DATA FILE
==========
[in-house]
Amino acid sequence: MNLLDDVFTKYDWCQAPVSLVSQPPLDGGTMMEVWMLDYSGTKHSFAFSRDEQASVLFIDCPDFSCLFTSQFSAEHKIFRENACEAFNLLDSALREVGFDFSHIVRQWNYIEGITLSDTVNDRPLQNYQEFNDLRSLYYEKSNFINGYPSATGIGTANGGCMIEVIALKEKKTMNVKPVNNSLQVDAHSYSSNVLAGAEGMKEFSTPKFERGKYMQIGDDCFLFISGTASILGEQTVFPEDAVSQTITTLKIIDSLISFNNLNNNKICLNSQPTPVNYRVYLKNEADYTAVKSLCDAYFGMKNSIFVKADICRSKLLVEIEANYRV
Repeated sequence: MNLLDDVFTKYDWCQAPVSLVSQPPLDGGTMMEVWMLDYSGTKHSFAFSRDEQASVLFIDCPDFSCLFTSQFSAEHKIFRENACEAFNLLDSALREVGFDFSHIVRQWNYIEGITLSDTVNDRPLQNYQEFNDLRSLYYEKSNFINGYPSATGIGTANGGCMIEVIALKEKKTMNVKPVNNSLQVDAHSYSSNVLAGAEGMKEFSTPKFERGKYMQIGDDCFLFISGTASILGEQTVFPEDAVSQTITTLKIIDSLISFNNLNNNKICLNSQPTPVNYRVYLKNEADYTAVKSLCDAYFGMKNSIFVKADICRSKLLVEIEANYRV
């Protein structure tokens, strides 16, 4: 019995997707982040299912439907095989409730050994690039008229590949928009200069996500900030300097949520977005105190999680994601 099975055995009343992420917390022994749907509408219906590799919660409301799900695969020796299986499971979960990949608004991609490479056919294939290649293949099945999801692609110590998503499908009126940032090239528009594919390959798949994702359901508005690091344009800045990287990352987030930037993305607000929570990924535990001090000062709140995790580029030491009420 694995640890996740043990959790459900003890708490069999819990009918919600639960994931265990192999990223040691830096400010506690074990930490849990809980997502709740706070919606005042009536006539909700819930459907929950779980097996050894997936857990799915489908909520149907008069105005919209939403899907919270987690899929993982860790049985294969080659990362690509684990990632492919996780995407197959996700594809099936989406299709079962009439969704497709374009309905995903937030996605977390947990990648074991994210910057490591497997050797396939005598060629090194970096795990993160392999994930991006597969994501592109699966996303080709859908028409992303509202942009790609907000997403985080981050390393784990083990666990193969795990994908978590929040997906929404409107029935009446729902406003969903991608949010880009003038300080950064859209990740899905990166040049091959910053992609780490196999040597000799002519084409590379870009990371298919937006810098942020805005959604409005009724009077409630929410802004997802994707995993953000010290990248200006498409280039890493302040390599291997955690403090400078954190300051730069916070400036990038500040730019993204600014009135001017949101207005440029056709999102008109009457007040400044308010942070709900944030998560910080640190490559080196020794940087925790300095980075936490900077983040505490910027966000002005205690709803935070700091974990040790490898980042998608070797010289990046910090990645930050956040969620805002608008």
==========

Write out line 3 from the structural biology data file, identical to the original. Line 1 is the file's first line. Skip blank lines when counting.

Repeated sequence: MNLLDDVFTKYDWCQAPVSLVSQPPLDGGTMMEVWMLDYSGTKHSFAFSRDEQASVLFIDCPDFSCLFTSQFSAEHKIFRENACEAFNLLDSALREVGFDFSHIVRQWNYIEGITLSDTVNDRPLQNYQEFNDLRSLYYEKSNFINGYPSATGIGTANGGCMIEVIALKEKKTMNVKPVNNSLQVDAHSYSSNVLAGAEGMKEFSTPKFERGKYMQIGDDCFLFISGTASILGEQTVFPEDAVSQTITTLKIIDSLISFNNLNNNKICLNSQPTPVNYRVYLKNEADYTAVKSLCDAYFGMKNSIFVKADICRSKLLVEIEANYRV